The Schroder British Opportunities investment trust is set to launch on 1 December after it managed to raise the minimum £75 million it needed from investors ahead of its IPO.

Net proceeds are expected to be £73.5 million, equivalent to a net asset value (NAV) of 98p per share, but the figure is well below the £250 million the trust had hoped to raise.

It comes after two other investment trusts, Tellworth British Recovery & Growth and Buffettology Smaller Companies, pulled their launches after failing to raise enough interest.

The fund, which will trade under the ticker ‘SBO’, seeks to invest in high quality growth companies in the UK small and midcap space, both public and private, with a market value between £50 million and £2 billion. It will charge a management fee of 0.6% a year.

The focus will be on companies with sustainable business models that may require additional equity to maximise their growth potential or return to their previous growth trajectory.


The fund will be run by Schroders head of equities Rory Bateman and head of UK and Europe private equity Tim Creed, who said the attractive valuations on offer in the UK market right now – thanks to both the pandemic and Brexit – present a ‘once in a generation’ investment opportunity.

Bateman, who will run the part of the portfolio investing in listed companies, told Shares the ‘short-term horizons of many active asset managers’ has resulted in many ‘compelling’ opportunities among high quality but unloved small and mid caps.

He said, ‘There’s been a lot of uncertainty in the market, really in the past four years since Brexit and international investors – who love British companies – have been shying away at the moment. But we’re a great nation of entrepreneurs, and when we get clarity on a vaccine, and clarity around Brexit negotiations, the pound will strengthen and I think we will see domestic UK companies doing very well.’

While the managers aren’t able to give any names of stocks that could be in the fund, it will have a bigger weighting towards tech, healthcare and education, and also have exposure to industrials, financials and consumer stocks.


Creed, the manager who will run the private part of the portfolio, said the injection of capital they will put into businesses through ‘fresh’ equity is an important differentiating factor for the trust.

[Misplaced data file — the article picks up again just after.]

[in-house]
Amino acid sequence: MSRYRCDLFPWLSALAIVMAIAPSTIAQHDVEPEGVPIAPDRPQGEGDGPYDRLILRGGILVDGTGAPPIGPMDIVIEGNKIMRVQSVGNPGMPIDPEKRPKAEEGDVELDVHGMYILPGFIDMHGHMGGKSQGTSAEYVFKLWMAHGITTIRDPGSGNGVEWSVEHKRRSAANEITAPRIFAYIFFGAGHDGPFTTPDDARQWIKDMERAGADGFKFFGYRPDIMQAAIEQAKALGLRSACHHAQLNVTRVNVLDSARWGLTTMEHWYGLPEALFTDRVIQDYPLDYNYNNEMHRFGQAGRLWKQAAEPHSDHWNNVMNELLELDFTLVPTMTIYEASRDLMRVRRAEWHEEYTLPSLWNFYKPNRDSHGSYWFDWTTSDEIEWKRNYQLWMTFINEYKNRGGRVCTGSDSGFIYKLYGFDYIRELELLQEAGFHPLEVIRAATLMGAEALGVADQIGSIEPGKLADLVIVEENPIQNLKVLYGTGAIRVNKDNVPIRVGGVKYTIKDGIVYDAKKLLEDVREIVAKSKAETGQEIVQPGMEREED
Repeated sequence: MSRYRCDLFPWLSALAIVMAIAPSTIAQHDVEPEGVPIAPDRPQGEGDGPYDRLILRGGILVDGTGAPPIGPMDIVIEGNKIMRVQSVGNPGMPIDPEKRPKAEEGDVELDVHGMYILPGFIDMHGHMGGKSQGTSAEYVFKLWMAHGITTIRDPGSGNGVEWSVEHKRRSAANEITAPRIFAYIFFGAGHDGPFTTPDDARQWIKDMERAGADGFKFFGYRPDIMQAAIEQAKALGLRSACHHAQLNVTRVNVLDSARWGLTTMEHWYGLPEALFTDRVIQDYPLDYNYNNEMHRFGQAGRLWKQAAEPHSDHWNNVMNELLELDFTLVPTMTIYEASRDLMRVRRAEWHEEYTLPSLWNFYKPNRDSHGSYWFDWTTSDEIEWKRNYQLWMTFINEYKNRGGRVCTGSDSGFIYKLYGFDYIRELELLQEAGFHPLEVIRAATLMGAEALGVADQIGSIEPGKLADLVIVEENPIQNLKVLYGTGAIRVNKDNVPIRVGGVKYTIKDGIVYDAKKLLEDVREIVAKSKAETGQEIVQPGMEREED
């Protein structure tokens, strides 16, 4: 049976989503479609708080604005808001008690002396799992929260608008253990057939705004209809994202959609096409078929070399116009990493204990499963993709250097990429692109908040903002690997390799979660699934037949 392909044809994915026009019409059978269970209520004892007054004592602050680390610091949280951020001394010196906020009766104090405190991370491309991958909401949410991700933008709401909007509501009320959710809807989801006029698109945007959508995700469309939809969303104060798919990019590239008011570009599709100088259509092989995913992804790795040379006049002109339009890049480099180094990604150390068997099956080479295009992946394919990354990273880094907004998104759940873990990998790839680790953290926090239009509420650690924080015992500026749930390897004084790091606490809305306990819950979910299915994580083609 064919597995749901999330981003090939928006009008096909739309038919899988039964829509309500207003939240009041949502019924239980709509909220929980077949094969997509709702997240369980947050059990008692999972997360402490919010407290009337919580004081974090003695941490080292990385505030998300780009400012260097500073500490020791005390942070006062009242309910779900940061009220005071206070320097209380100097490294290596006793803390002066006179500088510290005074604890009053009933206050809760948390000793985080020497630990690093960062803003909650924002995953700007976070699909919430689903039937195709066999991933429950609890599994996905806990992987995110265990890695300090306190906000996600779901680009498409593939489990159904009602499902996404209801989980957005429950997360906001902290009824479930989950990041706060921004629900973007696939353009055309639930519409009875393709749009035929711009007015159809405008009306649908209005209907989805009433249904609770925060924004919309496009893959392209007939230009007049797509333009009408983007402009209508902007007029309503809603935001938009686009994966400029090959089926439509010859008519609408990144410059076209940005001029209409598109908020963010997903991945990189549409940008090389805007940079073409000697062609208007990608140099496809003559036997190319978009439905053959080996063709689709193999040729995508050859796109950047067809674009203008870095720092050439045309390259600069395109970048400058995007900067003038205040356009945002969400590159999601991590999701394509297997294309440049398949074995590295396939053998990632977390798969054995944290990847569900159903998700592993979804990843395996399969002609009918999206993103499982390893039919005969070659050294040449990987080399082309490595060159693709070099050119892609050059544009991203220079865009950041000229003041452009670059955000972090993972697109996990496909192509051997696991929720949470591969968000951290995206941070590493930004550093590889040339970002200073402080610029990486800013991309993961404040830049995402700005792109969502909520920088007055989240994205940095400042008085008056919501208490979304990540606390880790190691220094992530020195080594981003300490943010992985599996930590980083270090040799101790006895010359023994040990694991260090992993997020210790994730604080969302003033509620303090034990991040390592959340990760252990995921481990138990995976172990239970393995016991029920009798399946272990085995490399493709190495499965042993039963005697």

He said, ‘Debt doesn’t finance really big growth, so that’s why we’re looking to put fresh equity into companies. There is a real need from small and midcaps for fresh equity to maximise their growth potential or return them to their previous growth trajectory.

‘That equity is crucial to future growth and innovation for these companies, and without that there is a real risk that UK knowledge, intellectual property and insights will be lost, with the UK suffering a permanent loss of capital value. It helps these businesses capitalise on innovation and drive long-term value.’

The managers insist the companies in the portfolio won’t be distressed and will have strong balance sheets. Instead, Bateman said the trust will do ‘what the stock market is supposed to do – put fresh equity into businesses.’ He added that most will also have double-digit returns on capital and compound annual growth rates.


Analysts at broker Numis said that ‘whilst it is a good result to get an IPO away’, its £75 million of assets means the fund is ‘small and will need to grow to put itself under the radar of a wider investor base.’

The analysts add, ‘It gives Schroders an opportunity to build a public/private portfolio with a clean sheet of paper, whilst Schroder UK Public Private (formerly Woodford Patient Capital) was encumbered by a legacy portfolio, which was highly concentrated and heavily focused on healthcare.’

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Issue Date: 27 Nov 2020